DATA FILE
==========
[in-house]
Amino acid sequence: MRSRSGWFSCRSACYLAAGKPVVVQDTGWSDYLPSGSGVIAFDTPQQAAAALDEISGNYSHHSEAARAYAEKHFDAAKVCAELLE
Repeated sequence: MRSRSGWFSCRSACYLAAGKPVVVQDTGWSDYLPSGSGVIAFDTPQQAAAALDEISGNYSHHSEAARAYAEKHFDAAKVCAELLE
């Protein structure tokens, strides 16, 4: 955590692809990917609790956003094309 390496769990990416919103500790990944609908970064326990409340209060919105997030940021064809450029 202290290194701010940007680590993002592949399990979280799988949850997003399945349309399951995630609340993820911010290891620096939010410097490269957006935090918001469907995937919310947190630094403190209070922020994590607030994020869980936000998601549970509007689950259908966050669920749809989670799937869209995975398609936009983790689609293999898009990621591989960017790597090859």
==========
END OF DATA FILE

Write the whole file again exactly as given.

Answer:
[in-house]
Amino acid sequence: MRSRSGWFSCRSACYLAAGKPVVVQDTGWSDYLPSGSGVIAFDTPQQAAAALDEISGNYSHHSEAARAYAEKHFDAAKVCAELLE
Repeated sequence: MRSRSGWFSCRSACYLAAGKPVVVQDTGWSDYLPSGSGVIAFDTPQQAAAALDEISGNYSHHSEAARAYAEKHFDAAKVCAELLE
């Protein structure tokens, strides 16, 4: 955590692809990917609790956003094309 390496769990990416919103500790990944609908970064326990409340209060919105997030940021064809450029 202290290194701010940007680590993002592949399990979280799988949850997003399945349309399951995630609340993820911010290891620096939010410097490269957006935090918001469907995937919310947190630094403190209070922020994590607030994020869980936000998601549970509007689950259908966050669920749809989670799937869209995975398609936009983790689609293999898009990621591989960017790597090859």